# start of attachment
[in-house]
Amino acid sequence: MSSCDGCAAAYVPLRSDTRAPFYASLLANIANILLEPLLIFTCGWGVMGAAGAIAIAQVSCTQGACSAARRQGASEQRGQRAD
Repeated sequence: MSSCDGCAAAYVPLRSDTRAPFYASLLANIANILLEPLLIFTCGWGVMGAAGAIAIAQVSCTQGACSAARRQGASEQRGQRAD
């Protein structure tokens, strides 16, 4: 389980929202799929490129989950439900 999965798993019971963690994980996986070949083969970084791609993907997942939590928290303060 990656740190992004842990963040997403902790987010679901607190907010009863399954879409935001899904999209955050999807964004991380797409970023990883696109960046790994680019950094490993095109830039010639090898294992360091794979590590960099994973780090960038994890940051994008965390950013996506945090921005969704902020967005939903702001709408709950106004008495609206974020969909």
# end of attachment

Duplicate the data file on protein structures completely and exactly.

[in-house]
Amino acid sequence: MSSCDGCAAAYVPLRSDTRAPFYASLLANIANILLEPLLIFTCGWGVMGAAGAIAIAQVSCTQGACSAARRQGASEQRGQRAD
Repeated sequence: MSSCDGCAAAYVPLRSDTRAPFYASLLANIANILLEPLLIFTCGWGVMGAAGAIAIAQVSCTQGACSAARRQGASEQRGQRAD
């Protein structure tokens, strides 16, 4: 389980929202799929490129989950439900 999965798993019971963690994980996986070949083969970084791609993907997942939590928290303060 990656740190992004842990963040997403902790987010679901607190907010009863399954879409935001899904999209955050999807964004991380797409970023990883696109960046790994680019950094490993095109830039010639090898294992360091794979590590960099994973780090960038994890940051994008965390950013996506945090921005969704902020967005939903702001709408709950106004008495609206974020969909």